On This Day In History: Gordon Willard Allport American Psychologist And Developer Of Personality Trait Theory Was Born – On Nov 11, 1897

– On November 11, 1897, American psychologist Gordon Willard Allport was born. He is today famous for developing the personality trait theory according to which traits are essentially unique to each individual.

Born in in Montezuma, Indiana, Gordon Willard Allport was the youngest of four brothers. His father was a doctor and he came from a hard working family. As a young boy, Allport was shy and did not spend much time with friends. He lived a rather isolated life. When he was 22, he traveled to Vienna. He met with the great Sigmund Freud, Austrian neurologist and the founder of psychoanalysis.

This was the beginning of Allport’s career in psychology. In 1922, Allport received his Ph.D. in Psychology from Harvard University.

Allport studies led him to believe that the uniqueness of each personality was one of the most important things to understand. Part of this uniqueness is due to the several parts of our personality. These thought led to the development of the trait theory. Allport and other modern supporters of the trait theory presumed that individuals differ in their traits due to genetic differences.

A trait is identifying characteristic, habit, or trend.

Gordon Willard Allport organized traits into a hierarchy of three levels: cardinal traits, central traits, and secondary traits.

At the top of the pyramid are the cardinal traits that are usually composed of multiple traits. Cardinal traits are collectively known as the individual’s master control. They are considered to be an individual’s ruling passions.

Next are central traits which are the basic foundation of our personality. The shape our behavior and these characteristics vary in every person. Central traits can be loyalty, kindness, agreeableness, friendliness, sneakiness, wildness, or grouchiness.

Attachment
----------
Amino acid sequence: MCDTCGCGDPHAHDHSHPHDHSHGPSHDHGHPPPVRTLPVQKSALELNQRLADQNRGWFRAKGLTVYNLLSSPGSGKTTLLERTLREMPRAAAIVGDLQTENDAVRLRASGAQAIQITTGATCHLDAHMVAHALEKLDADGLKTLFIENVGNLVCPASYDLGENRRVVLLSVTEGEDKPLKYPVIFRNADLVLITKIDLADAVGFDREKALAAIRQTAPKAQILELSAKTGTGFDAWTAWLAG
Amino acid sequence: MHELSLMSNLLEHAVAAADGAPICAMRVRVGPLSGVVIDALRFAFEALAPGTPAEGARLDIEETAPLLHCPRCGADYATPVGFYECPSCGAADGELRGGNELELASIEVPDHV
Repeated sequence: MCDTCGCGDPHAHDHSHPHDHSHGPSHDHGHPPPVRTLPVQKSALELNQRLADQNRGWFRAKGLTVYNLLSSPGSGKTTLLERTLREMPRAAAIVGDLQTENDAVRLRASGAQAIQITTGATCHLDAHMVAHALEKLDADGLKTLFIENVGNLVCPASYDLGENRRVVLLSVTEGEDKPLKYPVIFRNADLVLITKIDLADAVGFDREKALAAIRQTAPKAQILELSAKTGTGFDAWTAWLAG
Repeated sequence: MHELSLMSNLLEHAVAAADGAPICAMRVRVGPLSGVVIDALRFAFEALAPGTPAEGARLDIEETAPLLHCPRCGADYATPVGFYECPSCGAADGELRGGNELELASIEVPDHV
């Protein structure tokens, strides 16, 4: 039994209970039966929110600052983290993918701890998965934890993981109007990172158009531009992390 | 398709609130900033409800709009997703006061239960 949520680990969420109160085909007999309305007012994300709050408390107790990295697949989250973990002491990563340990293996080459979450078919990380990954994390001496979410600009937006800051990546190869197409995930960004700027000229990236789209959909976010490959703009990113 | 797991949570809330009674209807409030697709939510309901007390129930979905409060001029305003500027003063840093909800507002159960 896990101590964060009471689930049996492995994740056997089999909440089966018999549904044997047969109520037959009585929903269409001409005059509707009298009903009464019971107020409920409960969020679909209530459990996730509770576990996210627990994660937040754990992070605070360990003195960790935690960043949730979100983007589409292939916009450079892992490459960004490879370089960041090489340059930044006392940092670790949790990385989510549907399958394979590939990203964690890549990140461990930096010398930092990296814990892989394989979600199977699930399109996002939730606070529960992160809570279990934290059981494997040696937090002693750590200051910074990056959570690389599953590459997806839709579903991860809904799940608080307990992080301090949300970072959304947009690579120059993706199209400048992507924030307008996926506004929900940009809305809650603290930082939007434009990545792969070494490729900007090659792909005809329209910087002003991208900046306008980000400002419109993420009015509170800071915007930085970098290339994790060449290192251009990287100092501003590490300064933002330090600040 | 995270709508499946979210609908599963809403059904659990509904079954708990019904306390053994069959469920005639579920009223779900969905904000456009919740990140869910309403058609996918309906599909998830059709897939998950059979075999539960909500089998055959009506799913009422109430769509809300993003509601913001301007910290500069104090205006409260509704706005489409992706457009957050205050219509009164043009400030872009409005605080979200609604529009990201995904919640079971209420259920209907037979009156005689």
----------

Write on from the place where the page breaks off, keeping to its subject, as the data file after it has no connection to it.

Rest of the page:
On the lowest level are secondary traits that explain why a person may at times exhibit behaviors that seem incongruent with their usual behaviors. For example, a friendly person gets angry when people try to tickle him; another is not an anxious person but always feels nervous speaking publicly.

Allport and other trait theory psychologists suggested that reflexes, habits, drives or needs, beliefs, our particular view of our environment, goals or intentions, values, attitudes, and traits as being the kind of factors determine what we do. This means that personality is a very complex subject.

Allport did not share Sigmund Freud’s opinion that we are controlled by innate or external factors because humans have the ability to make conscious choices about how to behave.

Unlike Sigmund Freud, he did not see us as slavishly controlled by innate or external factors because humans have the ability to make conscious choices about how to behave.

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